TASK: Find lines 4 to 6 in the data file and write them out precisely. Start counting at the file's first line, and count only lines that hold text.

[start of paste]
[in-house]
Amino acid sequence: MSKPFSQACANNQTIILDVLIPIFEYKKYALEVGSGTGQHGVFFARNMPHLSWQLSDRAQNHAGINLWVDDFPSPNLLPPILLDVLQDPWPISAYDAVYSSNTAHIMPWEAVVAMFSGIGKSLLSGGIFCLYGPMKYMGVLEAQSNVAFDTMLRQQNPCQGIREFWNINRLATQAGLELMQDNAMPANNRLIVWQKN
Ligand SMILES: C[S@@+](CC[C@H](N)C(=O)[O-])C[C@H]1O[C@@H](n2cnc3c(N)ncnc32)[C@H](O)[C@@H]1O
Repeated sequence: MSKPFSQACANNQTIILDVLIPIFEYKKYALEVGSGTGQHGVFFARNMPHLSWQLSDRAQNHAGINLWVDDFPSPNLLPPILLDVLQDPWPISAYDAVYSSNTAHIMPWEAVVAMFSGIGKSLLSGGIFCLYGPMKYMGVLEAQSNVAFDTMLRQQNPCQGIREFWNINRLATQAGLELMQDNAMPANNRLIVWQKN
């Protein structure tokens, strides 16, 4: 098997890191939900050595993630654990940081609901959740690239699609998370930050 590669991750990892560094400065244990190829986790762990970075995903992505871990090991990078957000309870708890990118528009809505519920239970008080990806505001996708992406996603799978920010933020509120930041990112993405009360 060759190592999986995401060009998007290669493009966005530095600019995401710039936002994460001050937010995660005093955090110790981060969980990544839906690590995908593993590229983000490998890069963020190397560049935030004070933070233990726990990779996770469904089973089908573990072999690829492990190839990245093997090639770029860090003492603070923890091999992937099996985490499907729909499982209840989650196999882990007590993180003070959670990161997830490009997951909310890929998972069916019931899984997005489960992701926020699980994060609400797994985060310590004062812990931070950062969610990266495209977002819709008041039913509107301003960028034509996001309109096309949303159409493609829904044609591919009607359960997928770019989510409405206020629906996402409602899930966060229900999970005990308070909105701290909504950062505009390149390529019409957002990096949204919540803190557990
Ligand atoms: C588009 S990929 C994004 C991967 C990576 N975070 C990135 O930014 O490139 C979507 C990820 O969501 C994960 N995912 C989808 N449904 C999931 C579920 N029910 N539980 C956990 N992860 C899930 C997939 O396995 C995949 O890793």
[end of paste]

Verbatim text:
Repeated sequence: MSKPFSQACANNQTIILDVLIPIFEYKKYALEVGSGTGQHGVFFARNMPHLSWQLSDRAQNHAGINLWVDDFPSPNLLPPILLDVLQDPWPISAYDAVYSSNTAHIMPWEAVVAMFSGIGKSLLSGGIFCLYGPMKYMGVLEAQSNVAFDTMLRQQNPCQGIREFWNINRLATQAGLELMQDNAMPANNRLIVWQKN
């Protein structure tokens, strides 16, 4: 098997890191939900050595993630654990940081609901959740690239699609998370930050 590669991750990892560094400065244990190829986790762990970075995903992505871990090991990078957000309870708890990118528009809505519920239970008080990806505001996708992406996603799978920010933020509120930041990112993405009360 060759190592999986995401060009998007290669493009966005530095600019995401710039936002994460001050937010995660005093955090110790981060969980990544839906690590995908593993590229983000490998890069963020190397560049935030004070933070233990726990990779996770469904089973089908573990072999690829492990190839990245093997090639770029860090003492603070923890091999992937099996985490499907729909499982209840989650196999882990007590993180003070959670990161997830490009997951909310890929998972069916019931899984997005489960992701926020699980994060609400797994985060310590004062812990931070950062969610990266495209977002819709008041039913509107301003960028034509996001309109096309949303159409493609829904044609591919009607359960997928770019989510409405206020629906996402409602899930966060229900999970005990308070909105701290909504950062505009390149390529019409957002990096949204919540803190557990
Ligand atoms: C588009 S990929 C994004 C991967 C990576 N975070 C990135 O930014 O490139 C979507 C990820 O969501 C994960 N995912 C989808 N449904 C999931 C579920 N029910 N539980 C956990 N992860 C899930 C997939 O396995 C995949 O890793």